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Jordan Is ‘Principal for a Day’

April 20, 1999

CHICAGO (AP) _ Once you got past the 14-member security team and the barricades barring students from certain hallways, Marshall Metro looked like any other high school. To the left, the trophy case; to the right, Michael Jordan, the new principal.

``I was told that I would be getting a visitor, but I thought it would be someone like Al Gore or Clinton,″ said consumer education and American history teacher Carol Rolowicz. ``But Michael Jordan? This is the biggest thing that’s ever happened to this school, including when Oprah came 10 years ago.″

Indeed, it was Michael Jordan holding court Tuesday as ``Principal for a Day.″ In an effort to get businessmen and companies to support the educational process, the Chicago Public School system came up with the ``Principal for a Day″ program to benefit the children and the educational system.

The 1,150 students enrolled at the West Side high school weren’t concerned with the details of education. Their sole purpose was straining to catch a glimpse of the man whose name adorns their shoes.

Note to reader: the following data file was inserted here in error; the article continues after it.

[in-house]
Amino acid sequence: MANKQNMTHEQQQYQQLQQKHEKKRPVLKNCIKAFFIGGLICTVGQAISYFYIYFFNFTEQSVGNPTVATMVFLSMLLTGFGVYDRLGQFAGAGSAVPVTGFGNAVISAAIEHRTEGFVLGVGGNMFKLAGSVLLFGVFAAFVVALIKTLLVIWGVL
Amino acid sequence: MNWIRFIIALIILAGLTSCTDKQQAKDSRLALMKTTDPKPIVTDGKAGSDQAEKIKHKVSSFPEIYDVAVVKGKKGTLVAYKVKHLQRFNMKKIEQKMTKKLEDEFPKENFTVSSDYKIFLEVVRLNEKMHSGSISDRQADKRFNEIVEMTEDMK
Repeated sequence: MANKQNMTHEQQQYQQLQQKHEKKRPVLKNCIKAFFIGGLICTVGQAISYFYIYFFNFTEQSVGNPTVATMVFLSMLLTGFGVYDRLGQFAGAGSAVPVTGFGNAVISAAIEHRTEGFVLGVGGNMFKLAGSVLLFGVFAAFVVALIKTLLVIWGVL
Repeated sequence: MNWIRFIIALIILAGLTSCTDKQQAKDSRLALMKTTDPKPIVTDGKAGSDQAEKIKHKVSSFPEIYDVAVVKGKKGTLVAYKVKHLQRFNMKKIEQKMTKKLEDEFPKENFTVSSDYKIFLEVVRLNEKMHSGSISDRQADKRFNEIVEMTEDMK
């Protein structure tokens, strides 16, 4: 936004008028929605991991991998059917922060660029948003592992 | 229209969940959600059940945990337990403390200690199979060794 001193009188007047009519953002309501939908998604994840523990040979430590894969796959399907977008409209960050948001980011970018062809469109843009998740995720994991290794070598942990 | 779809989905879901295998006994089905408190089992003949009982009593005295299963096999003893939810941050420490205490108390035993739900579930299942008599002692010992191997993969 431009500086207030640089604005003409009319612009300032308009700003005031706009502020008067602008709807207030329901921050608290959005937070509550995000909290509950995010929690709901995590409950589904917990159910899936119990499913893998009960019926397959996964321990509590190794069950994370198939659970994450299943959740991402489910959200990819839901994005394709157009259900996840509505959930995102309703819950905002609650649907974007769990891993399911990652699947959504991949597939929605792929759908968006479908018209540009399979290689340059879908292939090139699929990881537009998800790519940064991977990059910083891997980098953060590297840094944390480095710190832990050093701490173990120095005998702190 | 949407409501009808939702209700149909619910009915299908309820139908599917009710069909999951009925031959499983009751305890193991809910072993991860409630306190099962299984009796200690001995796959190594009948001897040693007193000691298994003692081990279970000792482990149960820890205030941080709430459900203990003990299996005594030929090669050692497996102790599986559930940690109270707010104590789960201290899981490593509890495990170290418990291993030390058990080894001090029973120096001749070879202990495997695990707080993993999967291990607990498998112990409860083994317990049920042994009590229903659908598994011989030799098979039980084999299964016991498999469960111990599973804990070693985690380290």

The young crowd was awestruck during an early assembly when they discovered that the man seated in front of them was ol’ No. 23.

George Crockett’s African-American history class reveled in rattling off questions to the 6-foot-6 Jordan, who managed to stuff his thin frame into a child’s desk.

``Why don’t you run for mayor?″ and ``Why don’t you coach your own team?″ were tossed out in the short informal Q&A session. When there was an awkward pause, Jordan fell into afterschool special mode, reminding the young adults about the importance of education.

Rolowicz’s class also steamed right ahead with questions, including: ``Are you going to buy the Hornets?″ and ``Will you be the speaker at our graduation?″

A simple ``no, not right now″ was the response to the former, while a ``Ummm, I’d like to″ answered the latter. Requests for handshakes were abundant; confessions of love were few but adamant.

Nina Miles kept raising her hand for the principal’s attention, while Jordan, displaying a Cheshire Cat grin, said, ``Yeah, I can feel the love in this room.″

Junior Mary Walker just stood in the back of the class, afraid to approach Jordan when it came time for a group photo.

``Did Ron Harper tell you what I told him to tell you?″ was all that she could say.

``What was that?″ Jordan asked.

``Hi,″ she said with an ``aw-shucks″ smile.

The students’ awe lasted after His Airness left Crockett’s class. A young student asked if she could sit in the chair Jordan recently vacated. Her teacher acquiesced, the teen smiled and made her way to the head of the class to sit atop the once and future Jordan throne.

``I’m just glad Rodman didn’t come,″ Rolowicz added.

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